What about the other end, people who are over analytical about their day-to-day decisions?
Right, so people who are obsessive compulsive tend to over read the news, and search Google too much. So yes, one of the things I’ve been encouraging people is to limit their consumption of information.
Is it incorrect to think most of your job is telling people what to do? It sounds like you ask questions more than prescribe instructions.
So my area of expertise is something called cognitive behavioural therapy. Cognitive behavioural therapy is an empirically supported treatment for depression and anxiety, and been studied for many years. It is a well-defined therapy, and the research shows that it is effective psychological treatment. And so there are two parts to it. One is challenging people’s thoughts about something. And the second is challenging their behaviour. So when I’m talking to a client, of course, I’ll sometimes give advice on what to do. But I mostly do try to just ask questions. It’s called Socratic Questions, to help them to come to the conclusion themselves — asking them questions to help them challenge their negative thinking.
Going on three years, have there been any surprises, compared to your expectations at the beginning?
At the beginning, because I’m in a private practice, and people pay out of their own pocket, my initial fear was that I wasn’t going to have clients because people would be losing jobs and adjusting their finances. I thought I would actually see a decrease in my client list. But that’s certainly not the case at all. I’ve been busier than I’ve ever been in my life. I’m seeing more people per week than I ever have before.
I was also stuck at home, so I thought, Well, my phone’s ringing off the hook — I might as well add a few more people. I’ve always had a steady stream of clients, but I’ve allowed for a few more extra clients to manage the demand.
I think another surprise is that even despite everything that’s going on, I have seen people overcome their fears. And I’ve seen people get better, even though they’re living in trying times.
It’s not always a full recovery. But they’re coping better. You know, as human beings, we are resilient, and we are adaptable. And even though we are being faced with a world crisis, I think people are people are adapting. And so that’s great. And for people who had pre-existing problems, I have seen them get better. And that’s been very rewarding as a therapist and very inspiring as a human being. We can work on ourselves, and we can change things in ourselves, even during these times.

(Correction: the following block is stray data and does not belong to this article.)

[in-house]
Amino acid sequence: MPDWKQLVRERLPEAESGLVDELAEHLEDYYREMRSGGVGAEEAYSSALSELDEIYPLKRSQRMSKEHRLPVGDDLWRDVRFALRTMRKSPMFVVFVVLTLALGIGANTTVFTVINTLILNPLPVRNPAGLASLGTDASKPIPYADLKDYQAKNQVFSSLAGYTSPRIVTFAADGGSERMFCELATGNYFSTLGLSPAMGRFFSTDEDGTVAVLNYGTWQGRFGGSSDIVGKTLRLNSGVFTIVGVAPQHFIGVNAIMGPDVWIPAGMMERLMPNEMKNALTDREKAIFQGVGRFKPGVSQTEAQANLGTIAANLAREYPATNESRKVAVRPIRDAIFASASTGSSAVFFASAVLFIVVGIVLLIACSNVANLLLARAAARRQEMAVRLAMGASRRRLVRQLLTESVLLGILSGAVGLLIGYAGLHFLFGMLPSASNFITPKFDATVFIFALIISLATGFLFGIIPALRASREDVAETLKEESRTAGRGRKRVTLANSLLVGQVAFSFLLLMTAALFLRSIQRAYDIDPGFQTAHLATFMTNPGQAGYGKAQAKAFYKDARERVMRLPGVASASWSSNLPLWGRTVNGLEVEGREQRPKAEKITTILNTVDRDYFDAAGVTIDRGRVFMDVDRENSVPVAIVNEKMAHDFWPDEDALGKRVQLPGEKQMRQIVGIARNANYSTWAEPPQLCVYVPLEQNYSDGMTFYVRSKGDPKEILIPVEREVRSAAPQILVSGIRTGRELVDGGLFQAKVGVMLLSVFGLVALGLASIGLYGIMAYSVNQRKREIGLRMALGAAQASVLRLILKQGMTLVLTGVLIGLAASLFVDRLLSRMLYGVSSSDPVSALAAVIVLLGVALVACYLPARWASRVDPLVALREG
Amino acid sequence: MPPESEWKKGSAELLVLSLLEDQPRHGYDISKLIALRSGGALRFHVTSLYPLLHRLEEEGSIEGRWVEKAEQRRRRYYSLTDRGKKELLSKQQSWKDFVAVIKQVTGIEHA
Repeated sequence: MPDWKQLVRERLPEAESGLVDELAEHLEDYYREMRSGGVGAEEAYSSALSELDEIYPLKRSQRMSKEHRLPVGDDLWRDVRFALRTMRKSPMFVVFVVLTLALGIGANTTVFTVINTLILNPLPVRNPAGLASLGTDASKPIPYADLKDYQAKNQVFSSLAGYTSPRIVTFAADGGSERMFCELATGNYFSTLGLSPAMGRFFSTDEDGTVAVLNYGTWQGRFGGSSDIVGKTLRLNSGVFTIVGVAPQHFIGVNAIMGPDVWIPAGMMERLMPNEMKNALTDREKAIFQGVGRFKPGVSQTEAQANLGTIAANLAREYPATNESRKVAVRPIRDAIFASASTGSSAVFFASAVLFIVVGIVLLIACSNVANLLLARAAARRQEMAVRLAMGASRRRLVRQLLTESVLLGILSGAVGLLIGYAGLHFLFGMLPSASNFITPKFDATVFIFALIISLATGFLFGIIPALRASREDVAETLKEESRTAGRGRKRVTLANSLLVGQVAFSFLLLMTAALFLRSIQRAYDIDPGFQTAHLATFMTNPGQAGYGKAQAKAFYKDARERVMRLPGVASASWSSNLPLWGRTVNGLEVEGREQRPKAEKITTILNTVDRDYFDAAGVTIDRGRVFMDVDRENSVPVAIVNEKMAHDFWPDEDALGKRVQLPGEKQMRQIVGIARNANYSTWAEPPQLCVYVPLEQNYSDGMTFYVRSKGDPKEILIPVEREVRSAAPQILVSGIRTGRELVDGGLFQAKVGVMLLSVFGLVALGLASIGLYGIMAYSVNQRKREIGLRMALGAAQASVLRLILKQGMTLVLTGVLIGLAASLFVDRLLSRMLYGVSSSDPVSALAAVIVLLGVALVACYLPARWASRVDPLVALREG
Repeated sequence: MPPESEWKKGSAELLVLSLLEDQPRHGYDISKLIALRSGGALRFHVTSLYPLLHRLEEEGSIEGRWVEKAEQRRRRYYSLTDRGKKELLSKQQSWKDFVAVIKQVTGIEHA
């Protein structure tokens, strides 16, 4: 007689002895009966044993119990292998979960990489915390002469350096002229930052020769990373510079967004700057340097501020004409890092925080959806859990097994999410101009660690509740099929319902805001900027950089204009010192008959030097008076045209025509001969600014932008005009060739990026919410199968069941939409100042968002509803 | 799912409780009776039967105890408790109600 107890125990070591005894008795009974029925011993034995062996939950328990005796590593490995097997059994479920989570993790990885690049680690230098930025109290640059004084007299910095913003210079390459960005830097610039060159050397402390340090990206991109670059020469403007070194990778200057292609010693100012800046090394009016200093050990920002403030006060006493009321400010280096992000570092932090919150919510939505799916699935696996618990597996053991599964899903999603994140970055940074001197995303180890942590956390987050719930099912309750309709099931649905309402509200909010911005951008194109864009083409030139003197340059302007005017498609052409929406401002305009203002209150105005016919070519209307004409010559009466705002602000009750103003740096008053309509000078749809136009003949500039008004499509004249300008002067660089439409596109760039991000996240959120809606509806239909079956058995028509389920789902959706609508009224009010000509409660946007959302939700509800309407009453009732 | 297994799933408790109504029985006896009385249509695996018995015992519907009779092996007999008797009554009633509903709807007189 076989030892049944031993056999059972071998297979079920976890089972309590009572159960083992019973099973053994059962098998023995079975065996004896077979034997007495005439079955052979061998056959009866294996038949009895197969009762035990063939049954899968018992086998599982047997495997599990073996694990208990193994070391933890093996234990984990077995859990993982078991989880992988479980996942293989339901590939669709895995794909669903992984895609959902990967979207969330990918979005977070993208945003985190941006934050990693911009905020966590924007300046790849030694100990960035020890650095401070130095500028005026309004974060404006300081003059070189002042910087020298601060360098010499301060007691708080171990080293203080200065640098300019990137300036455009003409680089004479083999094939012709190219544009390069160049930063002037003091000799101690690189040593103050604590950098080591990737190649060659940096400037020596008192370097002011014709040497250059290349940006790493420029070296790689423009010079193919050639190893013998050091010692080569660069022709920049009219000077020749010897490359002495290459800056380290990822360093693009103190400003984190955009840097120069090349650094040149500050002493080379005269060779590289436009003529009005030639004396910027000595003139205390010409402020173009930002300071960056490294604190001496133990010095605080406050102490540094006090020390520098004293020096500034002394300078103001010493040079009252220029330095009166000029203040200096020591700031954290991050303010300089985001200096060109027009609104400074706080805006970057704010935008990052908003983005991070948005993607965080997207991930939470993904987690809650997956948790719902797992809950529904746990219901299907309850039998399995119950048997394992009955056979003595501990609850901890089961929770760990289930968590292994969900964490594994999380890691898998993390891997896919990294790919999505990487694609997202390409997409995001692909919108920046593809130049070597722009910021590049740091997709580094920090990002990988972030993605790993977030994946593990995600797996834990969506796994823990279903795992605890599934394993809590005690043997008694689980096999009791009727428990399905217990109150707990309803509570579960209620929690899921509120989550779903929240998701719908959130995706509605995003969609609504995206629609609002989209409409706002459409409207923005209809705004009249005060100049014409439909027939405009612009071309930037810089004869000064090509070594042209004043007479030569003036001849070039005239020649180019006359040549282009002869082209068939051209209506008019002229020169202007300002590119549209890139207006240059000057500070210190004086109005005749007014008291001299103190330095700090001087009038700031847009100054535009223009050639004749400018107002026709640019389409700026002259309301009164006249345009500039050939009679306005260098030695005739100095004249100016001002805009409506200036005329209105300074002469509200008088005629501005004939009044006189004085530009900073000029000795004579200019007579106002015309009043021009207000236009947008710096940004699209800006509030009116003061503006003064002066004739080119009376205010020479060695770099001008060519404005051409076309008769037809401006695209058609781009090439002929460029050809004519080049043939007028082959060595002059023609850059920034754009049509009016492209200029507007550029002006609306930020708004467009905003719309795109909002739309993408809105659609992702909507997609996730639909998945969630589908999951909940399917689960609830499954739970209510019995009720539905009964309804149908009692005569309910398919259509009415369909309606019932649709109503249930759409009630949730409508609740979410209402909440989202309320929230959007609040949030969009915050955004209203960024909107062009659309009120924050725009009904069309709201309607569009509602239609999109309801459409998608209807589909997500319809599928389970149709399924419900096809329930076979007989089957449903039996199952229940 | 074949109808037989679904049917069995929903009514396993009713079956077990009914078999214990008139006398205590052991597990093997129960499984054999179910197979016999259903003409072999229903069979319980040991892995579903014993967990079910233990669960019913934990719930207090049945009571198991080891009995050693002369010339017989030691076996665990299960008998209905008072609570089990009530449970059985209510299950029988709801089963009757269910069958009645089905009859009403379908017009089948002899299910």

Many of the people we talked to in our “Crisis” series brought up the provincial government’s actions, or lack thereof, as contributing to health care problems. How has your field been affected?
One thing is just the fact that psychological treatment is not covered by Alberta Health, which was the case pre-pandemic as well. There have been some appeals to the government to reconsider that, but I imagine that even if that change were to happen, it might not even happen in my life time. But I would love to see the government allow every Albertan to have access to, let’s say, five sessions with a registered psychologist.
Is that arguably the toughest part of your job, knowing that you and your colleagues can’t help all the people who need it?
Oh for sure. And it happens for many reasons. Sometimes it’s financial, sometimes people are simply too busy. I mean, I have a waiting list right now, and it’s hard. But you just help one person at a time and focus on who’s in front of you. Otherwise you burn out pretty quick.
How do you avoid burn out?
I try to practice what I preach, you know? Like I said, I’ve been trying to embrace life in Edmonton, finding new things that I never did before. And that’s been actually kind of fun and exciting. I tell my clients: Find the things that you can control and control the crap out of them (laughs). You can control what you do day to day, how you spend your time, what you ingest in your body. So I try to do that for myself and focus on the relationships that I have, and the things that I’m capable of doing. And that’s helped me kind of get through.
You can reach Dr. Alisa Singer at her website.
And if you are feeling the strain, it’s important to know you are not alone. Help is out there. Alberta Health Services’ mental-help line is available 24/7, at 1-877-303-2642. The addiction help line number is 1-866-332-2322. When it all becomes too much, the bravest thing you can do is ask for help. Please, do not suffer in silence.